# Show that function is holomorphic

Let $f$ : $[a, b] \rightarrow\mathbb C$ be continuous.

Show that the function $F : \mathbb C \rightarrow \mathbb C$ defined by $$F(z) = \int_a^b f(t)\exp(tz) dt$$ is holomorphic.

I am unsure of how to start, I think I should get some property of holomorphic functions like composition or integral of holomorphic functions is holomorphic but I'm not sure if any such thing exists.

You just have to observe that$$\int_a^bf(t)\exp(tz)\,\mathrm dt=\int_a^bf(t)\sum_{n=0}^\infty\frac{t^nz^n}{n!}\,\mathrm dt=\sum_{n=0}^\infty\left(\int_a^b\frac{f(t)t^n}{n!}\,\mathrm dt\right)z^n.$$

• So we can say that as it is analytic, it's holomorphic right. And why can we interchange summation and integral in this, there is some restriction on it I suppose? – john doe Nov 17 '17 at 11:36
• @johndoe We can interchange it because the convergence is uniform. – José Carlos Santos Nov 17 '17 at 11:37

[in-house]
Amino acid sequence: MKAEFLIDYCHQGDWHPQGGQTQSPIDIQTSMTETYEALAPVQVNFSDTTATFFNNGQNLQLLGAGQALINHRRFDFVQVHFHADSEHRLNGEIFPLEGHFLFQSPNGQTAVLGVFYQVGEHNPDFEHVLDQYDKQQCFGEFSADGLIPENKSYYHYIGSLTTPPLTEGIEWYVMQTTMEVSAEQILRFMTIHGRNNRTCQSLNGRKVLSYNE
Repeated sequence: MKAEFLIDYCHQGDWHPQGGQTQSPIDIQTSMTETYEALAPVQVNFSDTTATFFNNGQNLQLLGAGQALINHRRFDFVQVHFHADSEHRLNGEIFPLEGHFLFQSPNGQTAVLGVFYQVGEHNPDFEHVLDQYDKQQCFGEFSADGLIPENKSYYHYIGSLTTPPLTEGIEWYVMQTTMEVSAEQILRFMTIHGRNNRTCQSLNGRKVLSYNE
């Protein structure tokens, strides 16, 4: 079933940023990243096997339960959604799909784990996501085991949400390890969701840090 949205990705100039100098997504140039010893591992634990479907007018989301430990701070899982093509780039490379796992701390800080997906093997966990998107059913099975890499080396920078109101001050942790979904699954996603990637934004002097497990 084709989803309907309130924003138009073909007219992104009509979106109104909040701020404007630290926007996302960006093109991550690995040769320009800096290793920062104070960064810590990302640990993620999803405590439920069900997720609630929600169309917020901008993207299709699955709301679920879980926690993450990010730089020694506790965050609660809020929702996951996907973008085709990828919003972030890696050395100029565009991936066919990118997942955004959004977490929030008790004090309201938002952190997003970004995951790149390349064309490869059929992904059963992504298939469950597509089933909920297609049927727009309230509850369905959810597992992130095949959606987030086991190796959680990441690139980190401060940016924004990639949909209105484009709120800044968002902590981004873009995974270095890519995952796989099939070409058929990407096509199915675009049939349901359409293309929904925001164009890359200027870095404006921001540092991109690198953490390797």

We can use Morera's theorem.

Let $\gamma: [0,1] \to \mathbb C$ be a closed piecewise $C^1$ path. Then

$\displaystyle \int_\gamma F(z)\,dz =\int_0^1 F(\gamma(s))\gamma'(s)\,ds$

$\displaystyle =\int_0^1 \int_a^b f(t)\exp(t\gamma(s))\,dt\, \gamma'(s) \,ds$

$\displaystyle =\int_a^b \int_0^1 f(t)\exp(t\gamma(s))\gamma'(s) \,ds\, \,dt$

$\displaystyle =\int_a^b 0 \,dt = 0$

The switch in the order of integration is ok because the integrand is continuous and the domain is compact.

The last inner integral is $\displaystyle \int_\gamma f(t) \exp(tz)\,dz$ and so is zero by Cauchy's theorem, since the integrand is a holomorphic function for fixed $t$.